Community Leaders Meet To Discuss Combatting Opiate Epidemic
Apr 15, 2015 08:00AM ● Published by Kieran Gilman
Middlesex District Attorney Marian Ryan and members of the Mystic Valley Public Health Coalition and the Substance Abuse Collaborative have met to discuss strategies to combat the alarming pace of drug overdose deaths. Meeting in Reading, members spoke of taking a multi-pronged approach to addressing the opiate epidemic by collaborating on initiatives for treatment, prevention, and education, in addition to prosecuting those who profit from illegal drug distribution and sales.
"Already this year, Middlesex County has had more than 65 drug overdose deaths," District Attorney Ryan told the group. "In the first three and a half months of this year, Middlesex County has had more overdose deaths than for the entire year in 2012. It cannot be emphasized strongly enough that we all must continue to partner together because we have a very urgent public health and public safety issue on our hands. Our initiatives absolutely must include efforts to get more treatment options for those who are addicted, as well as increase the number of prevention and education programs offered so that all members of our community will be aware of the crisis and be active participants in helping to solve the problem."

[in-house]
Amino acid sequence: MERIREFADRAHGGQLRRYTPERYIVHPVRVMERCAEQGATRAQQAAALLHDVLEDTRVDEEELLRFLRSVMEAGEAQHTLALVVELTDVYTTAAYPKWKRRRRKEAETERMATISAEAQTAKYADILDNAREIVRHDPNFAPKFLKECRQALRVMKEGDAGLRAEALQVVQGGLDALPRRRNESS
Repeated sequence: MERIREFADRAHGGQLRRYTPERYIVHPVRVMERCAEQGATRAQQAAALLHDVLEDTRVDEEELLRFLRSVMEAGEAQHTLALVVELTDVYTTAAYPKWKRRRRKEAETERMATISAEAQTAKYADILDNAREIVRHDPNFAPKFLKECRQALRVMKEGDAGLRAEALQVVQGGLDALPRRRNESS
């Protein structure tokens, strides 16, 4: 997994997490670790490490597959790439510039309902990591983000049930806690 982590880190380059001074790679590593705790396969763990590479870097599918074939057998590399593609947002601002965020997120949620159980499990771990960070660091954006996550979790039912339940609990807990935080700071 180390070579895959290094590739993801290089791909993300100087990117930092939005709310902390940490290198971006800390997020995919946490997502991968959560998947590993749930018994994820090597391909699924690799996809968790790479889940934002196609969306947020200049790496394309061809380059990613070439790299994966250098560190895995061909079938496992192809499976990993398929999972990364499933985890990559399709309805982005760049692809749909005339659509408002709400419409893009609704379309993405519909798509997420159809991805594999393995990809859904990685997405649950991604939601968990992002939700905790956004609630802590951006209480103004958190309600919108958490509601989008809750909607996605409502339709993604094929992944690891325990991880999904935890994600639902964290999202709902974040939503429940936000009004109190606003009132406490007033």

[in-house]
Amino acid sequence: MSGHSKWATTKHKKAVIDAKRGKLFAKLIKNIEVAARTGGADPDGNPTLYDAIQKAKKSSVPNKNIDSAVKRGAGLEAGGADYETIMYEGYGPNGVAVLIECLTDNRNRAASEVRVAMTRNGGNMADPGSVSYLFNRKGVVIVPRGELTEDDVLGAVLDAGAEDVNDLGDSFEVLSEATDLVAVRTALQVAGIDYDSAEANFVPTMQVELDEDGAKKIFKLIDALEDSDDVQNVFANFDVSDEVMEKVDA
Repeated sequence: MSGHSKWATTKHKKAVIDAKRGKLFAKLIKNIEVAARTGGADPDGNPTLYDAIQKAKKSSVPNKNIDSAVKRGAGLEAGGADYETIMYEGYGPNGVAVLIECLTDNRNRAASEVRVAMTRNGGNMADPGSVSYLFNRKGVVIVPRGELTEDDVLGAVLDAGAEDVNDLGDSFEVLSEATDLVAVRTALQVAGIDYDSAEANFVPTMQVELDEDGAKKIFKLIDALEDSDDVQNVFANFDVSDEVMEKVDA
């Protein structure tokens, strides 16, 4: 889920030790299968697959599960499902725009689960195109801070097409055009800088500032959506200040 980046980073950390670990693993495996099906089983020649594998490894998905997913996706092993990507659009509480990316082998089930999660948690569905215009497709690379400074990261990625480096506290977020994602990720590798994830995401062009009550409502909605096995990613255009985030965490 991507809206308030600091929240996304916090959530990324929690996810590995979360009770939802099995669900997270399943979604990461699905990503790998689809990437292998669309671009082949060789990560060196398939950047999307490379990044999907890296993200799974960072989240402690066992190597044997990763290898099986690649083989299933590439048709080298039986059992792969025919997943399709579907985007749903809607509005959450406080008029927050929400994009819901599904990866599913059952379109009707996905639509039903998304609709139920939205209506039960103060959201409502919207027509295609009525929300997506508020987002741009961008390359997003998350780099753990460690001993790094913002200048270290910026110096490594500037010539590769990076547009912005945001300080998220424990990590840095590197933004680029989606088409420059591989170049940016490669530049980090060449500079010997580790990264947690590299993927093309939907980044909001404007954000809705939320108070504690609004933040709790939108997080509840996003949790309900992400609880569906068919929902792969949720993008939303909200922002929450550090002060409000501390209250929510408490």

Those attending the meeting in Reading included nurses, public health officials, elected leaders, Hallmark Health representatives, members of non-profits, and law enforcement officers.
Melrose Police Chief Michael Lyle told the group that local residents have realized that the solutions to the opiate epidemic lie in in part with prevention and treatment, "Heroin and opioids are a problem in every community. In Melrose, we recognize that you cannot simply arrest your way out of this dilemma. That is why the Melrose Police Department carries nasal Narcan in every patrol car. Every time we successfully use Narcan, we are giving a victim of the drug epidemic another chance to turn their life around."
The Mystic Valley Public Health Coalition includes the towns of Malden, Medford, Melrose, Stoneham, Wakefield, and Reading. In 2012, the state Department of Public Health awarded the Coalition $100,000 per year for three years to help reduce the number of overdoses, improve the response to overdoses when they do occur, and curb the misuse of prescription opioids.